TEMPE, Ariz. -- The Angels need their starting pitchers to be healthy and consistent if they are to contend for a postseason spot in 2017. That's why they brought in Jesse Chavez, and on Sunday afternoon, the right-hander gave them exactly what they're looking for in a 9-2 victory over
TEMPE, Ariz. -- The Angels need their starting pitchers to be healthy and consistent if they are to contend for a postseason spot in 2017. That's why they brought in Jesse Chavez, and on Sunday afternoon, the right-hander gave them exactly what they're looking for in a 9-2 victory over the Mariners.
Chavez, the Angels' lone free-agent starting pitcher signee over the winter, continued his spring progression, going four innings for the first time, giving up two runs on four hits while striking out three.
"A second wind is something we all try to get during Spring Training," said Chavez, who had given up three runs on eight hits in his 4 1/3 Cactus League innings prior to Sunday. "It's what we build up for. The first couple outings we go back out two or three times we're not going to have our legs under us, but this is one of those days I felt my legs come back underneath me after the second inning, and they stayed in the third and fourth."
If Chavez can provide a stable presence in the No. 5 spot in the rotation behind projected top four Garrett Richards, Matthew Shoemaker, Ricky Nolasco and Tyler Skaggs, it would be huge for the Angels, whose best-laid plans for starting pitching in 2016 imploded because of myriad injuries before the season even got into full swing.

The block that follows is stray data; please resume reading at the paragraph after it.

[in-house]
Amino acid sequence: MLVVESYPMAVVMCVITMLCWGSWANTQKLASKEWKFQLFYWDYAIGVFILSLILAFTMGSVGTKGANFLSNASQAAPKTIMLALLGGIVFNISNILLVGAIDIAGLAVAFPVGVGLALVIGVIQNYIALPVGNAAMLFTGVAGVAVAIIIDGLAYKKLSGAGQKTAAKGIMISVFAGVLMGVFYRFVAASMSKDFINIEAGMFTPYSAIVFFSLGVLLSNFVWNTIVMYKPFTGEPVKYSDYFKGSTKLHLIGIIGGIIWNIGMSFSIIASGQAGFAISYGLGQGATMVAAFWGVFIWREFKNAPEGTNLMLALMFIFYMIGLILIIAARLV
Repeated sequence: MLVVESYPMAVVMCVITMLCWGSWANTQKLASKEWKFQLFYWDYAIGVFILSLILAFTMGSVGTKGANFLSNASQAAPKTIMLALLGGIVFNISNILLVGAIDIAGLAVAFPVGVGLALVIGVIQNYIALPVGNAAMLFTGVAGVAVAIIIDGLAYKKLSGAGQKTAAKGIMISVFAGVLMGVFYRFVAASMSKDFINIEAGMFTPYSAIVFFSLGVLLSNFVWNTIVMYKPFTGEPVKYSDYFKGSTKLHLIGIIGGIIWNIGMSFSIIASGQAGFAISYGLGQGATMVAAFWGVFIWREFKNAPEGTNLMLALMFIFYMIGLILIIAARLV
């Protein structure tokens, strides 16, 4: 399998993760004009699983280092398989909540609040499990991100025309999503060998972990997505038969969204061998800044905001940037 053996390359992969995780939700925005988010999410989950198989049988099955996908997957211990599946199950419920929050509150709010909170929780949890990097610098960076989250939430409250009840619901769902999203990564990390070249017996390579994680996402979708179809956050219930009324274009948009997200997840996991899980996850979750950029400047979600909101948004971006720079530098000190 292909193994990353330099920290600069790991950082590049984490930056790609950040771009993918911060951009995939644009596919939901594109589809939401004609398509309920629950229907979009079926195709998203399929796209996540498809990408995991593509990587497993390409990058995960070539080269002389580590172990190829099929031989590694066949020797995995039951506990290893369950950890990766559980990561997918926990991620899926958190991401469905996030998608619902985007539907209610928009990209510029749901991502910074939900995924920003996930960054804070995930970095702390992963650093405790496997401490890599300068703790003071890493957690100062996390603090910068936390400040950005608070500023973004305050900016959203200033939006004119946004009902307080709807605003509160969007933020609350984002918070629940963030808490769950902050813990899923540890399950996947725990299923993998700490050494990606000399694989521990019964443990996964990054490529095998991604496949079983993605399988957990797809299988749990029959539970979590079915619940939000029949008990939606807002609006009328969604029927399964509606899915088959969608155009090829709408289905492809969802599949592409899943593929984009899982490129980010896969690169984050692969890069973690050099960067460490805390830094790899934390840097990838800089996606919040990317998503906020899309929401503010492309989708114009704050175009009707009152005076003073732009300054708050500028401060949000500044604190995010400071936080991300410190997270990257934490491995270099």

On Sunday, Chavez had a tuneup of 69 pitches, which was everything the Angels and manager Mike Scioscia wanted.
"He did a good job," Scioscia said. "He used the pitches he needs, and threw some good cutters and breaking balls. He pitched his game. He pitched well."
Skaggs update: Scioscia said left-hander Skaggs, who skipped a start because of shoulder weakness, came out of his Saturday bullpen session in good order and will likely throw another bullpen Monday in hopes of pitching in Wednesday's game against the San Francisco Giants at Scottsdale Stadium.
"He did well," Scioscia said, adding that Skaggs threw about 30 pitches Saturday.
Admiring Maldonado: Scioscia, a former All-Star catcher in a long Major League career, was asked for a word to describe new Angels backstop Martin Maldonado's impressive throwing arm.
"Cannon," Scioscia said. "His arm ranks with any of the best throwing catchers I've seen. His arm strength is tremendous."
• Shortstop Andrelton Simmons could be back from the World Baseball Classic a bit earlier than expected. If Simmons' Netherlands team loses to undefeated Israel in second-round play in Tokyo (game time is Monday at 6 a.m. EDT), the loss would deal a serious blow to the Netherlands' chances of moving on in the tournament.
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• Closer front-runner Cam Bedrosian looked good Sunday, striking out two batters and giving up a hit in a scoreless inning.
"Cam just feels great," Scioscia said. "Nice, easy, smooth … he had a great mix of his fastball and breaking ball working today. So, he'll just try to keep maintaining that during spring, and get his work in."
• Scioscia said utility man Cliff Pennington is day-to-day with shoulder stiffness, and has been playing catch. As for his return to game action, Scioscia said, "Hopefully, we're talking about days."
Doug Miller is a reporter for MLB.com. Follow him on Twitter @DougMillerMLB.